Twenty-one years ago this month, LL Cool J released his "4, 3, 2, 1" single. Not unlike "I Shot Ya" two years prior, one of the most respected figures in Rap recruited a team of ferocious MCs to share the mic. In addition to Canibus, whose early career appearance and its relationship to LL took on a legend of its own, the 1997 Phenomenon cut involved L's Def Jam Records label-mates Method Man, Redman, and DMX.
Around the time of the song, MTV News' Abbie Kearse spoke to LL, Red, Meth, and X together. The interview has some awkward beats but serves as a rare moment in time for four artists at different career points. As a cross-section of East Coast Rap giants from the last 15 years at the time, Kearse asks the four lyricists about the definition of a freestyle, given the cypher-style and retro chorus to "4, 3, 2, 1." As debates linger today about what is and what isn't a freestyle, these answers may be surprising.
"A lot of times, when people talk about freestyle, it's interesting, because being a student of Hip-Hop and growing up on Hip-Hop, I learned that 'freestyling' back in the days, really, was when you write a rhyme, and then you say it," says LL Cool J around the 2:30 mark. "What people call 'freestyling' now is what people used to call 'off the top of the head.' So it kills me when people say 'freestyle,' 'cause it's the wrong definition, but it's just taken on this ill kind of connotation."
DMX agrees with L. "It's just talkin' mess, not talkin' about any particular subject, just talkin' about how good you are. That's freestylin' to me." He adds, "Freestyle, to me, is a style—not speaking on any particular subject, just on how nice you are." He says that it is a type of track, like a concept record, storytelling, or otherwise. Later in the conversation, DMX—who was an emerging face on MTV's video rotation at the time, spits a verse. The bars he delivers eventually ended up on "Blackout" from 1998's Flesh Of My Flesh, Blood Of My Blood.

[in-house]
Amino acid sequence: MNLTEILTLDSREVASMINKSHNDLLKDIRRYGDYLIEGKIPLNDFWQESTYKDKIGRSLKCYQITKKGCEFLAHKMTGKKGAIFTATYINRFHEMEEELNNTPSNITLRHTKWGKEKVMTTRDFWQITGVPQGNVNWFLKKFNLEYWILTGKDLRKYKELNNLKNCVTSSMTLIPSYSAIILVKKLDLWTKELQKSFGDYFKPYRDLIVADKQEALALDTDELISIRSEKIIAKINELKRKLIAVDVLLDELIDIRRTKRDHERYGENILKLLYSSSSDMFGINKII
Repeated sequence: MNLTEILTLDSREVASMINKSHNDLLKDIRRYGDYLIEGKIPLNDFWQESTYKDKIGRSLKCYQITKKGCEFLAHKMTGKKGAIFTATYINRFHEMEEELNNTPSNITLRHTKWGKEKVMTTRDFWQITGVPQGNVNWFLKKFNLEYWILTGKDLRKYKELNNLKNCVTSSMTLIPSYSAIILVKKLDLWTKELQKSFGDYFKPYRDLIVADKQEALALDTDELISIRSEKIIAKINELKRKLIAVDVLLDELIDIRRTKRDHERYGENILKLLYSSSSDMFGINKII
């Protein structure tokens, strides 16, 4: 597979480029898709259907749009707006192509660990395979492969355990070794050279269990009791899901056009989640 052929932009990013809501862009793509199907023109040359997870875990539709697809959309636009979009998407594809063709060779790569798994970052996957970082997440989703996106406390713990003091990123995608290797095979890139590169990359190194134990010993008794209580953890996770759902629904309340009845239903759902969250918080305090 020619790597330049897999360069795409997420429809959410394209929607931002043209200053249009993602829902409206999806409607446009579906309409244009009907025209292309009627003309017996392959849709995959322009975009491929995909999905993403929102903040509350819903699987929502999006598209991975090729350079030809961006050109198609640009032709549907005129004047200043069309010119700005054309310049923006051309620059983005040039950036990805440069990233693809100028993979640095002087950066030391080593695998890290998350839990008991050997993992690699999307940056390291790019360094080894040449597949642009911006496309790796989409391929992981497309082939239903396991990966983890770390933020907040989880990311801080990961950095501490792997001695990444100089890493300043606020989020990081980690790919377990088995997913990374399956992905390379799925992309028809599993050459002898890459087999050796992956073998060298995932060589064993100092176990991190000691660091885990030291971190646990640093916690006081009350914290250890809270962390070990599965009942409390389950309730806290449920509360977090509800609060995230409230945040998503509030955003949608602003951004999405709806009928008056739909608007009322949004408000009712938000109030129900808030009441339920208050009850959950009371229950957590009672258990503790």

Redman describes how freestyles are a calling card for hungry MCs. "[There are] not too many artists you can catch freestyling unless you cypher with them [or] if they do a skit on [their] album or something like that. You gotta catch a freestyle artist at a party or something, when he gets the mic and airs it out," said the Newark, New Jersey MC/producer not long after releasing Muddy Waters. "I'm takin' it here on a business level, and the record industry level while they're [doing it in] the streets. So what they're freestyling about would be way different than [what you will hear from] somebody [in] the industry. So I really vibe off of up-and-coming artists."
Funk Doc agrees with LL and DMX's definition, but also contends that the contemporary term for off-the-dome rhymes works too. "Sometimes it's off the top of the head, but sometimes it's just lyrics that can be about anything. You can write a freestyle, just talkin' about anything, any particular subject. You can jump from subject to subject. Matter of fact, a freestyle is what got me on with Biz [Markie] and EPMD. Biz Mark' took me to Monticello Park in Queens, and I went out there and aired it out with a freestyle. People knew me underground for freestyle rapping. When I [worked on EPMD's Business As Usual] it was the same way."